Transition: Most buyers dedicate their money and top talent to doing the acquisition. But in order to be successful, you must necessarily need to think past the closing table. Make sure your integration team is ready to go as soon as the transaction closes. You need to consider all the details of post close operations. Cash Management, Payroll and Benefits, Licenses and Permits, Customer Files and Pricing, are all in need of significant pre-close and transition planning.
Acquisition can be a fast and efficient path to growth. You'll face a smaller risk and may have an easier time financing your growth strategy. Finding the right company to acquire takes effort, especially in today's competitive market. Build your team now, so you're ready when opportunity presents itself.
"The entire process went smoothly and professionally. The BTS team kept me fully informed at every step. They worked hard and were effective in bringing the deal home."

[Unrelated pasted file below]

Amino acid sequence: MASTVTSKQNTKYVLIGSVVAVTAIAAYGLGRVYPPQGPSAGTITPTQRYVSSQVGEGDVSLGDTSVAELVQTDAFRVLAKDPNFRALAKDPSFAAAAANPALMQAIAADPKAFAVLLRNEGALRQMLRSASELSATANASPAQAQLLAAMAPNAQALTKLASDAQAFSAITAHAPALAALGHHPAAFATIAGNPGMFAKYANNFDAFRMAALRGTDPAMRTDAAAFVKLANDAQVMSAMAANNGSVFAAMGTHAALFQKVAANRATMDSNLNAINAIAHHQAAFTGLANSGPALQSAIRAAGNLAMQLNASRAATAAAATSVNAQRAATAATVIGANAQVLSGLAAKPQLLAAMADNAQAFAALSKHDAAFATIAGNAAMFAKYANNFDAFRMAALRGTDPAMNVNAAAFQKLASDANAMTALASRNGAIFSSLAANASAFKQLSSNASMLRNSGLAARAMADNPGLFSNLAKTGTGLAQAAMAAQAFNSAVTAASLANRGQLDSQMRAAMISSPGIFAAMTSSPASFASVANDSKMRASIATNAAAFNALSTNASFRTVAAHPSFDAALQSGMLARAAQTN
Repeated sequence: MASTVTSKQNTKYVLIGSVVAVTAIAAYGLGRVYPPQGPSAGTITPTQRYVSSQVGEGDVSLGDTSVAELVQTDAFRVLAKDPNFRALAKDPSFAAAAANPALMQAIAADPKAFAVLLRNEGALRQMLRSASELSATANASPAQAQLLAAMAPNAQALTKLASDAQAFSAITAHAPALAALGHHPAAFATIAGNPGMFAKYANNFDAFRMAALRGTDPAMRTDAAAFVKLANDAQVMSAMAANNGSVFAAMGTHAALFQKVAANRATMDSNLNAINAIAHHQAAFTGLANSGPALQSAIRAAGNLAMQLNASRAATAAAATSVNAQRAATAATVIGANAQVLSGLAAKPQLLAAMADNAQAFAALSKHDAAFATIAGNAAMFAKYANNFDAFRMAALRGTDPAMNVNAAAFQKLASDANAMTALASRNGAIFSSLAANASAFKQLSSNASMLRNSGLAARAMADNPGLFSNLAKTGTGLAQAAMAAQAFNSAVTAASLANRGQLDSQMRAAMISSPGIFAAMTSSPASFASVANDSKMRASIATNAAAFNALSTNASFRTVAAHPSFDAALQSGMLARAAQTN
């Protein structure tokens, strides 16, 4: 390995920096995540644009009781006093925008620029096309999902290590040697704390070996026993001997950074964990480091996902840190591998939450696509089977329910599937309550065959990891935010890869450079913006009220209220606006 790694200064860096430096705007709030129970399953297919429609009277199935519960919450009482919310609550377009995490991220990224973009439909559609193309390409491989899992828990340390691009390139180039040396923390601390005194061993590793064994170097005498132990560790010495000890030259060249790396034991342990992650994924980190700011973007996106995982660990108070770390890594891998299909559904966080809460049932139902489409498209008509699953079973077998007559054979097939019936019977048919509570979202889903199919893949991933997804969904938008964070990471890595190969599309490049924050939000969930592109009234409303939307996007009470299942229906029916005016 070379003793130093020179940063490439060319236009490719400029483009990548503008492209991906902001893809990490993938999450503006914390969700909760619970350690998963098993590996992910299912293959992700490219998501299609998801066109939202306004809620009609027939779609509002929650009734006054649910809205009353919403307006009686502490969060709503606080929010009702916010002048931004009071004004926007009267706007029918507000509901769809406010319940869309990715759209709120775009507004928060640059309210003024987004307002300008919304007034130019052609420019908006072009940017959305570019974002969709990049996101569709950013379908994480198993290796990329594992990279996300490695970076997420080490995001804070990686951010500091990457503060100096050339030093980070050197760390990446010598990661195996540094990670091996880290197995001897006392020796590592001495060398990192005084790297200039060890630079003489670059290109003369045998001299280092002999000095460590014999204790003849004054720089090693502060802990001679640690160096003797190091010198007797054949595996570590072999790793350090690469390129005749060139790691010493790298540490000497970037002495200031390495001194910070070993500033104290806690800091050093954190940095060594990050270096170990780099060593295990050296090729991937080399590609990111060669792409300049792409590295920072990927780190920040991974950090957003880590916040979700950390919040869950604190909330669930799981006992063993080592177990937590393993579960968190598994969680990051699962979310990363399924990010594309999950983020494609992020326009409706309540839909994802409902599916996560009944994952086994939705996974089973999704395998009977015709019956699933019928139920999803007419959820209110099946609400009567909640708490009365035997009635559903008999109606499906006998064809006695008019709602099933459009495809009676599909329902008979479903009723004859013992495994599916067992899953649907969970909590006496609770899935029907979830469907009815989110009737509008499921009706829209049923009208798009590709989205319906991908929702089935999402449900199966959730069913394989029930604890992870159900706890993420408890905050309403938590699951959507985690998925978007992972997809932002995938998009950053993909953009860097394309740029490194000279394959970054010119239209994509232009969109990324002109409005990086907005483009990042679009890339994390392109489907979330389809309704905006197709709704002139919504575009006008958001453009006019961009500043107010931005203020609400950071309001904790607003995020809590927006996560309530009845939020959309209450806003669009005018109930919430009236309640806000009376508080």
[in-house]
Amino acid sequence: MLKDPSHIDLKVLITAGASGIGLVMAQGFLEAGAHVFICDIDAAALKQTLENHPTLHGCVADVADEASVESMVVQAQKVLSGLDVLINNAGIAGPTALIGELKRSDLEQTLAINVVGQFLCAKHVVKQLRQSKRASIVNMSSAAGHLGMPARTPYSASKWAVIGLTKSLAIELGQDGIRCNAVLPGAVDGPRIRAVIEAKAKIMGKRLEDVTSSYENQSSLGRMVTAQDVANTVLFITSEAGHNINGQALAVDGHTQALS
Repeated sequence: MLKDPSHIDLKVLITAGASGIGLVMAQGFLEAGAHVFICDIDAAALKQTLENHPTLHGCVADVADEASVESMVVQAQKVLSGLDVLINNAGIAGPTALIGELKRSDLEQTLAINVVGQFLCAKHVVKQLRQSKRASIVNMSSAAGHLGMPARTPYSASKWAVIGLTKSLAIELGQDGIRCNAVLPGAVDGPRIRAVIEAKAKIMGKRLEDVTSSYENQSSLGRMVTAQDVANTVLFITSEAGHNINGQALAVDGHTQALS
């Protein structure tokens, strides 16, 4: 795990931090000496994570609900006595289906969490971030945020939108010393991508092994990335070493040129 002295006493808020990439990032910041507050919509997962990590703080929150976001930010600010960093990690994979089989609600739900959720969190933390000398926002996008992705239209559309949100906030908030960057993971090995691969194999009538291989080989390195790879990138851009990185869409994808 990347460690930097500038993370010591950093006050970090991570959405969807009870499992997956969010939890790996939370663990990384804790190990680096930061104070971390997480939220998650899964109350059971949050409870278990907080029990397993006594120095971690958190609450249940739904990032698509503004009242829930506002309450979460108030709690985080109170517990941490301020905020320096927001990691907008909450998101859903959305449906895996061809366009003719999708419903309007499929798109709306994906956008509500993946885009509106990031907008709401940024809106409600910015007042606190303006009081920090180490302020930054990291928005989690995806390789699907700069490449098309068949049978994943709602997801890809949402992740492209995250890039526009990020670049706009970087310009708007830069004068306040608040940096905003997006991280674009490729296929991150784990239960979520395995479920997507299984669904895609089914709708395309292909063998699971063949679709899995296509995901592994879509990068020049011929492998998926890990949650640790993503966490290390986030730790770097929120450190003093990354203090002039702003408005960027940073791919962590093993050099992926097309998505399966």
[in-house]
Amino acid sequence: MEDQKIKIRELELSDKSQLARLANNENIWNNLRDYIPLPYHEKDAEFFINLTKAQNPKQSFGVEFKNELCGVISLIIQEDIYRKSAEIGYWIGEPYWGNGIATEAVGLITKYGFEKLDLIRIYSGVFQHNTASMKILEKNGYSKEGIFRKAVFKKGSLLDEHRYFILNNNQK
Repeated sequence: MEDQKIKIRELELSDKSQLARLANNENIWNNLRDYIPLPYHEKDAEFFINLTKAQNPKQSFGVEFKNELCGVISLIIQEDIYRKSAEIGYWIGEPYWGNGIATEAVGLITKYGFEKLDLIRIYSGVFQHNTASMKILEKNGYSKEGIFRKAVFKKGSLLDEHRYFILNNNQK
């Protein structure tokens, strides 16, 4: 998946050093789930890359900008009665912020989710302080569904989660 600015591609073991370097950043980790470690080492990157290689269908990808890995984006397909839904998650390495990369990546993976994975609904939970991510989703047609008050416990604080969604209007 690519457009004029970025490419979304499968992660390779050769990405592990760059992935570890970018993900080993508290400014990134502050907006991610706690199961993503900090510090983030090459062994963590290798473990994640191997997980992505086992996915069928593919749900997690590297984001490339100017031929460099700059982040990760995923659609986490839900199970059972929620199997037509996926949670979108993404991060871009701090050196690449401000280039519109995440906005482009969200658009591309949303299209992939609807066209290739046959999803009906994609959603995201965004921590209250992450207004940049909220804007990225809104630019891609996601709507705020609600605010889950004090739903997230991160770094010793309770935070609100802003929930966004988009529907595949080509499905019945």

"Skip and I continue to be grateful for all you have done to make the sale of Pure Flow come to fruition."
"BTS’s level of expertise in the process and close attention to detail enabled us to successfully navigate the deal."
"These types of transactions are often long and complicated and I doubt it could have been successfully completed without your close ongoing involvement."
"The outside objective point of view that you have brought us has been invaluable as we prepare for the rapid growth."
"John then found the right buyer and coordinated a seamless transition—he doesn’t miss a single detail."
"John immediately identified our strengths and experiences and discussed a business that ultimately was more in line with our goals."
"The BTS team came in, evaluated everything in a professional and thankfully non-threatening manner."
M&A Trend Impacts Smaller Companies Too
Lower mid-market company sales are often influenced by larger M&A deal flow. A recent article on the Forbes website illustrates this point. Here’s why.
New Chapter for Polartec
Many in New England will remember December 11, 1995 the day that Malden Mills, the maker of PolarFleece® and the employer of thousands, burned to the ground. The company made headlines again June 12.
A Good Process Gets Results
Companies in the lower mid-market often are surprised when they attract attention from larger entities, even those whose balance sheets dwarf the target. Why do small companies attract this kind of in
M&A Tip- Make Sure We Know Your Goals